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2018-06-20 / Featured / Government & Schools / Front Page

School task force weighs armed mentors

BY RICH GRISET STAFF WRITER

ASH DANIELASH DANIELFollowing the Valentine’s Day shooting at Marjory Stoneman Douglas High School that left 17 dead and 17 wounded in Parkland, Florida, the conversation about how to secure America’s schools has received renewed attention.

Some have stressed the need for tighter gun control and more mental health screenings; others have floated the idea of arming America’s teachers.

But Chesterfield is considering a novel approach: arming former and retired law enforcement officers to work as student mentors in schools. Before a meeting of Chesterfield’s School Board Safety Task Force last week, Donald R. Green and Mark Bowen presented a proposal to add “armed security mentors” to the county’s elementary schools.

Co-chaired by Brian Moran, the state secretary of public safety and homeland security, and Laura Fornash, the former Virginia secretary of education, the task force is a 29-member panel made up of state and local elected officials, the county administrator and school superintendent, county public safety leaders, school employees, citizens and one student. The task force is looking into ways to improve school safety and student and mental health support services. Green, the school system’s safety and security manager, began by explaining that 18 states currently allow some form of armed school staff. In Texas, 110 school districts have armed staff; Polk County, Florida, is in the midst of hiring 90 armed “school guardians” for its elementary schools.

Last year, Virginia’s General Assembly authorized allowing qualified former or retired law enforcement officers in schools as armed school security officers. While no Virginia schools have implemented the program yet, Prince William County approved $500,000 in its fiscal year 2019 budget to fund five such officers.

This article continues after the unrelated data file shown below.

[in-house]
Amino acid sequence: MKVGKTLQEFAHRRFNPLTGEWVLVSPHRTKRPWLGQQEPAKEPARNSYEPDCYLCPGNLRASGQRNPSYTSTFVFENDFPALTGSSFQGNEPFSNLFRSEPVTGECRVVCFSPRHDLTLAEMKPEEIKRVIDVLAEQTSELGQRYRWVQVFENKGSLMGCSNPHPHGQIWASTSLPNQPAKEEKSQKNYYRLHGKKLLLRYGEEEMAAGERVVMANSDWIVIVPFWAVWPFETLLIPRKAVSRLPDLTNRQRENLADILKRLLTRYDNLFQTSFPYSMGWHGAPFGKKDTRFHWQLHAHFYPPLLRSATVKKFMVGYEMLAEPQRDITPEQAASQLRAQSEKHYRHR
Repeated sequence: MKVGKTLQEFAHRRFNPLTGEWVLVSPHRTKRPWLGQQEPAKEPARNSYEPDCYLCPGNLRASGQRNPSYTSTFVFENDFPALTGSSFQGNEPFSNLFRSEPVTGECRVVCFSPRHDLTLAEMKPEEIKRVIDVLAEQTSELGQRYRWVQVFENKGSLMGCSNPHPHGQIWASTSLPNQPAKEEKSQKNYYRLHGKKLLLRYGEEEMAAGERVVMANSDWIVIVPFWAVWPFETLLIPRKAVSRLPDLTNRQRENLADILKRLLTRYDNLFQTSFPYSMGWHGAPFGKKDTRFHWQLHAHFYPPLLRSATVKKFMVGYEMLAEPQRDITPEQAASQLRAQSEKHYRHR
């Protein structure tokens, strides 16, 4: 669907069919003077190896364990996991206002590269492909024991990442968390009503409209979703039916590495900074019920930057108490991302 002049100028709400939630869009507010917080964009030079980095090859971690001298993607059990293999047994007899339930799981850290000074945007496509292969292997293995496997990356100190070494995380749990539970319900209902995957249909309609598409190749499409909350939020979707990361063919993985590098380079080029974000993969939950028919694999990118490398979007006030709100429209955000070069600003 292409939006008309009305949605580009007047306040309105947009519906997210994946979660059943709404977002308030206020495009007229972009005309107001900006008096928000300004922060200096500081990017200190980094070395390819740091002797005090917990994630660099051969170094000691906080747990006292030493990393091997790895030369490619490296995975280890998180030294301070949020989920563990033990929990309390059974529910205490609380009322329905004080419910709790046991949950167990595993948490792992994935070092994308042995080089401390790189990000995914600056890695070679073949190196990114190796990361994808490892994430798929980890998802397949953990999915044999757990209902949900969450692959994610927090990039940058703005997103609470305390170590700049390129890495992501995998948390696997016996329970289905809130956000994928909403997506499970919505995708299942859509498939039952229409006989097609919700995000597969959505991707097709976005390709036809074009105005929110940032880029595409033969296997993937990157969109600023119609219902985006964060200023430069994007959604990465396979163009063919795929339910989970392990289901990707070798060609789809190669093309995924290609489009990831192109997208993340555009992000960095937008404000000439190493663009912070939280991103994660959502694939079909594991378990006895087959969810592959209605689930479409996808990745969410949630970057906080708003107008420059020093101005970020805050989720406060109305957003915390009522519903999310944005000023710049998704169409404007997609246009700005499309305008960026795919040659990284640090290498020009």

Separate from the recent armed mentors proposal, two former law enforcement officers have been hired with Title I grant funds to serve as part-time, unarmed elementary school mentors in the county. In these roles, they work up to 28 hours per week and assist up to 29 high-need students. As K-2 students often see the most discipline referrals at the elementary level, the mentors focus on this age group. They also assist staff with additional students who have outbursts and other needs.

Bowen, who serves as a mentor at Bellwood Elementary, developed the armed security mentor proposal. The plan focuses on elementary schools because Chesterfield doesn’t have school resource officers at the elementary level. Rather than simply having an armed guard on school premises, Bowen says that the armed mentors would spend their time providing support services for students.

Bowen and Green propose a pilot program of putting ASMs in 10 elementary schools, two in each magisterial district, based on need. The men estimate that the overall cost for one year – including salaries and equipment – would be $385,000. The armed security mentors would undergo additional training, including advanced handgun skills.

Among other benefits, Green said ASMs stand to give kids positive experiences with authority figures, in addition to helping with early identification and intervention for problematic students.

“If we do this, we’ll be leading Virginia, and we’ll be leading the nation,” Green says.

For those worried that adding former law enforcement to schools might lead to more student arrests, Green explained that “retired police officers, armed security mentors, they have no arrest authority, so there is no reason for the public to fear an increase in students being arrested.”

Clover Hill District School Board member Dianne Smith said that while the division had long considered having some sort of armed presence in schools, there was always a question of how such personnel would fill their time. Bowen’s proposal answered that question, she said.

Jim Holland, Dale District member of the Board of Supervisors, expressed concern about having armed mentors in schools.

“I see the mentorship as huge, and something we probably really can invest in, but armed officers is a challenge for me,” Holland said.

Chesterfield Police Chief Jeffrey Katz said that to the extent possible, he’d like to pay for the program using forfeiture funds, which come from the seizure of proceeds from criminal activity.

“I would just challenge you to consider if each one of those children were a 5-karat diamond,” he said to those who had qualms with the plan. “We need to consider and recognize that our children are precious and they deserve to be protected.” ¦

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